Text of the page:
Barn roof repair resources?

Hi, there.

Our barn has a simple metal (aluminum?) roof. On windy days, we can hear the roof rattle, which means that the original nails are starting to give. I’m looking for any resources on companies that can repair roofs, or resources to help me do it myself. For the latter case, I would need to find safety harnesses and protection equipment so that I don’t fall to my death. Then, I can get up there with some roofing screws (the ones with the washers) and secure the roof.

I am also curious about improving the water capture ability of our barn roof. One side has a gutter and downspout that is hooked into our 2000 gallon tank. But, it’s just a simple hardware store variety gutter and I don’t imagine that it captures much water. Does anyone know of a gutter with a bigger trough and ability to capture more water?



Lawler in Hamilton has safety harnesses. I’ve done a (steep) barn roof before on a smaller barn (hoisting up the corrugated metal sheets and screwing them in place) in 30 degree weather with a harness tied to a fire hydrant… You can imagine how much fun that was! Sadly I don’t know of any companies that will do this work, but you could check with local Mennonites, they might be willing (and experienced) to do this for you.

On that note, I would use screws vs nails as they are less likely to lift over time. They do sell the washer screws specifically made for corrugated metal sheeting as well. But if cost is a concern, then yes the nails will be less expensive.

Are you saying your gutter overflows during rain storms? Or does the rain fly off the roof and miss the gutter because of the steep slope?

Hi, Rodney.

I’m too old to get up there again but it were me, I’d want to do it myself so I could observe the condition of the metal esp. if it’s aluminum. We had trouble with our aluminum sheets because the metal is so soft and cracks around the nail holes, etc.

I borrowed a harness but of course it was of no use until I had something to secure it to. What I ended up doing was using our son’s bow & arrow to launch a string over the roof of the barn (I previously tried a fishing rod), then tied the string to baler twine which then pulled over a stout rope that I could tie the lanyard to. The rope was tied to the tractor on the far side of the barn. (I removed the key so my wife couldn’t drive off with it… LOL).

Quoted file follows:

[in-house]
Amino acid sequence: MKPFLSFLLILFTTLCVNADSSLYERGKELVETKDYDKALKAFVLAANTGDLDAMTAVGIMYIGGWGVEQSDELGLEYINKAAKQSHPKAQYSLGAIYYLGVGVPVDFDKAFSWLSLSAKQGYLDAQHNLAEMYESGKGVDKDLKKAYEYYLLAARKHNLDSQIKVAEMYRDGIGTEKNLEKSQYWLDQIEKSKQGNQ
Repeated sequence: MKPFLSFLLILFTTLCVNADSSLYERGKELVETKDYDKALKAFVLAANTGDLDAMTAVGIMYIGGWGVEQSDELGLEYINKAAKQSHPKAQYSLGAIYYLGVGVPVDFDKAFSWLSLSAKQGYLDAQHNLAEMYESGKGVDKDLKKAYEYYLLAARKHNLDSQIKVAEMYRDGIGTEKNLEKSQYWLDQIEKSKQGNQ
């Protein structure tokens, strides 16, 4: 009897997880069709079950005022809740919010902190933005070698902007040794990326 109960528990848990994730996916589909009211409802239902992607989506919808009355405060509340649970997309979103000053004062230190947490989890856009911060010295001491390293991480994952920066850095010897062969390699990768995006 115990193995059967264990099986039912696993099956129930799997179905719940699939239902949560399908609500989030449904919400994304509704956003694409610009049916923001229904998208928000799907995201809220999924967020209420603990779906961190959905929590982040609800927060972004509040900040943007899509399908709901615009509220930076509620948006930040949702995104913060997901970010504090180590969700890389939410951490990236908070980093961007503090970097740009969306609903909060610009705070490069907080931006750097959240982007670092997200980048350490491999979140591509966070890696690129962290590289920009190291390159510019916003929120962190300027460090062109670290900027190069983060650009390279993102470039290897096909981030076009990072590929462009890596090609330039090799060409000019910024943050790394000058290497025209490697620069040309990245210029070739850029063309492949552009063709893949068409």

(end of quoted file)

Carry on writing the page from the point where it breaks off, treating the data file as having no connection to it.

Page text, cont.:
Then all I needed was my tool pouch, a hammer to pull out the nails, a bunch of 2" and 3" roofing screws and a battery-powered drill with a magnetic driver.

Good luck with it.

Thanks, @dheraud. I’ll check out Lawler to get a safety harness. I’m definitely going with screws regardless. The nails lifting is definitely the problem.

The slope of the roof is pretty steep so we get some rainwater collection, but I would like to get more. The rain mostly just flies off the gutter. So, getting some gutters on steroids would be ideal.

Hi, Rick.

Glad your wife didn’t leave you hanging in one way or the other! Lol! :wink:

Yeah, I definitely need to figure out how I will secure the harness. Thanks for giving some technique regarding that. Our barn is quite high and steep, so getting a solid rope over that is going to be tricky. I’ll figure out something though.



I’d just be careful that snow or ice don’t wreck your gutters when sliding off the roof in the winter.

This document has some good pointers for you:

An easier solution might simply be to install some hardware (akin to or actual ice barriers) to slow the water down right before it hits the gutters so it doesn’t fly off past them.

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you need to install your gutter on brackets below the edge of the roof, not on to the board that goes across the ends of the rafters. also install the gutter on a much steeper angle with large downspouts. I use 4 inch pvc for downspouts at a good slope to let the rain flow to the tank without overflowing the gutter. You can get an idea how efficiently your roof is collecting water by multiplying the area of the roof assuming a vertical projection and multiplying by the inches of rain in your rain guage. convert from sq ft to gallons in your tank and compare. If the rain is driven by the wind at an angle, the upwind side of your roof will collect more than the downwind side.

It’s could be an issue if you using not that good materials or not so professional worker to do the job. If i were, i would have taken rebar couplers to make this more solid.